Books for prisoners
Latest news on the campaign
On 18 June 2015 the Howard League for Penal Reform was presented with a prestigious Charity Award to mark the success of the Books For Prisoners campaign. The campaign called on the government to overturn restrictions that prevented prisoners being sent books. It took months of hard work, hundreds of book donations, thousands of petition signatures and tens of thousands of "shelfie" tweets. But we did it – and that means 85,000 people in prison can now receive books from loved ones. None of this would have been possible without the support of our members and this award is for everyone who backed the campaign. Books For Prisoners was declared the winner in the Charity Awards' Advice, Support and Campaigning category after being selected by a 10-strong judging panel of voluntary sector experts. Awards judge Richard Hawkes, chief executive of Scope, said that it had “every aspect you could want from a campaign”. He added: “They identified an issue, approached it in lots of innovative ways and were really successful.”
Watch the video to find out more…
Credit: Charity Awards 2015/The Guardian
- 12 July 2015
The Ministry of Justice has said that the restrictions on prisoners receiving books will be relaxed so that they can be sent directly to prisoners. In January, the restrictions were relaxed in response to a High Court judgment but prisoners could only receive new books purchased through approved retailers. Now any books can in principle be sent directly to prisoners, although governors retain discretion if books are deemed inappropriate or contrary to the safe running of the prison.
Read the Howard League statement in full.
- 11 May 2015
The campaign has been shortlisted in the 2015 Charity Awards, Civil Society Media’s annual awards programme held to identify, recognise and reward those organisations doing exceptional work in all areas of charitable activity.
- On 5 December 2014 our campaign saw a major victory, as the High Court ruled that the ban on books for prisoners was unlawful. However, the ban on sending other essentials is still in place. If you have found that prisons still aren't accepting books, let us know, email: firstname.lastname@example.org.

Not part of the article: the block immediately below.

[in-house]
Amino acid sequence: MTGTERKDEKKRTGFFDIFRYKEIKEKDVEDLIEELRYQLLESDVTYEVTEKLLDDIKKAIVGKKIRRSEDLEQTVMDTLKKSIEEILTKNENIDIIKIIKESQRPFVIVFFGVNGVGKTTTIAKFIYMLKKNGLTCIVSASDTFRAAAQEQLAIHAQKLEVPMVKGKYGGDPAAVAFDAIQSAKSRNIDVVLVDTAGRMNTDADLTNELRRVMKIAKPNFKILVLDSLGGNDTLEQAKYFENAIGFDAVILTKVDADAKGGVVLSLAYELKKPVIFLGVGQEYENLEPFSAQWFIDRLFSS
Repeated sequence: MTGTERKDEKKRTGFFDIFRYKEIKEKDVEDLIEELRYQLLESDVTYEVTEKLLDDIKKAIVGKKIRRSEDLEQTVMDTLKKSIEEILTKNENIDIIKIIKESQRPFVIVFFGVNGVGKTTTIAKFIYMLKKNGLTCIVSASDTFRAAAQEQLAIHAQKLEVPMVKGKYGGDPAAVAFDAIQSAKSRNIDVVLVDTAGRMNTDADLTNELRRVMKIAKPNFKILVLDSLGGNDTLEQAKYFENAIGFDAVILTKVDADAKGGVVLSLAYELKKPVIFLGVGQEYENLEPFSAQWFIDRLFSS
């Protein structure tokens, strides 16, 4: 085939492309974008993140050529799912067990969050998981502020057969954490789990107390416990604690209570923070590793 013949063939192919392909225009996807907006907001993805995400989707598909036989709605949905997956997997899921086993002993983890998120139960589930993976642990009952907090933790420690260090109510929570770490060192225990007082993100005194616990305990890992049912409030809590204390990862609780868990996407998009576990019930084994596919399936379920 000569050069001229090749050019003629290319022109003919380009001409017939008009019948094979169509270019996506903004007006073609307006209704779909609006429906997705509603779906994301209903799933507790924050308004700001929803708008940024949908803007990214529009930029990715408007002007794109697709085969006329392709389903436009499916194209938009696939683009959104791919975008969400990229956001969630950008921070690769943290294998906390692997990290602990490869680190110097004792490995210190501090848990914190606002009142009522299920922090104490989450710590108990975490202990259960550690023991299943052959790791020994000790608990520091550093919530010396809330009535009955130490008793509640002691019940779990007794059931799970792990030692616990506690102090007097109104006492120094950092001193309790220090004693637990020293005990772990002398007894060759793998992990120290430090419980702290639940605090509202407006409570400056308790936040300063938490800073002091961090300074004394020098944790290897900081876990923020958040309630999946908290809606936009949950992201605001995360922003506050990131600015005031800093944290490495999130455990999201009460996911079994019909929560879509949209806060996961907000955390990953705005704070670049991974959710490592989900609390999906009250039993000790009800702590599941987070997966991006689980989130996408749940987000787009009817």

- On 11 December 2014 the Howard League for Penal Reform and English PEN delivered hundreds of books to the Ministry of Justice (MoJ) and urged the department to send them on to prisoners.
In November 2013, the Ministry of Justice introduced a blanket ban on loved ones sending in books and other essentials, such as underwear, to prisoners. This was part of a crackdown on what ministers have described as prisoners’ “perks and privileges”.
At the Howard League for Penal Reform, we know this is wrong. People are sent to prison as a punishment, not for a punishment. Books and essentials such as underwear should not be seen as perks or privileges. Reading books goes hand in hand with education, with rehabilitation, with humanity. We should do everything we can to encourage reading and not restrict a prisoner’s access to books.
We are asking that the Ministry of Justice reverse the blanket ban and return to the policy as it operated prior to November of last year, when it was at the discretion of the prison governor as to how many or what type of parcels prisoners could receive.
The Howard League is pleased to be working on this campaign with English PEN, the worldwide writers’ association who campaign to defend writers and readers in the UK and around the world.
Find out more
- 8 January 2015 - Read our submission to the Justice Select Committee inquiry on Prisons: Planning and Policies regarding changes to the IEP scheme and access to prison libraries
- 5 December 2014 - Major victory as court says shelve this ban. The Howard League Books For Prisoners campaign saw a major victory today as the High Court ruled that the ban on books for prisoners was unlawful.
Read our media statement.
- On Friday 27 June, leading authors gathered at Downing Street to urge David Cameron to overturn restrictions on sending books and other essentials to prisoners and presented to Number 10 a letter signed by more than 40 high-profile figures. On 31 July we received a response from David Cameron.
- Find out how you can donate to a prison library.
- Read a briefing on the issue, how the campaign developed and rebutting justifications from the Ministry of Justice.
- What’s the state of prison libraries? Find out here.
- Read the letter to Sir Alan Beith, Chair of the Justice Select Committee, signed by prominent authors
- Read the letter to the Daily Telegraph signed by a host of famous authors.
- View some of the wonderful #shelfies sent in by supporters for the campaign AND SEE the hundreds posted on Twitter.
- Read about The Ballad of Not Reading in Gaol, a protest led by the Poet Laureate, Carol Ann Duffy, outside Pentonville prison.
- Dame Jacqueline Wilson, former Children’s Laureate and creator of Tracey Beaker series speaks out on books for prisoners.
- The importance of books in prison - read pieces written by authors who have been imprisoned or detained.
- Find out about Pavilion Books' A Night in the Cells.
- Leading writers take campaign to Downing Street
- Books for Prisoners: Campaigners bear silent witness during justice select committee hearing
Show your support and become a member of the Howard League
Have found that prisons still aren't accepting books? Let us know: email@example.com.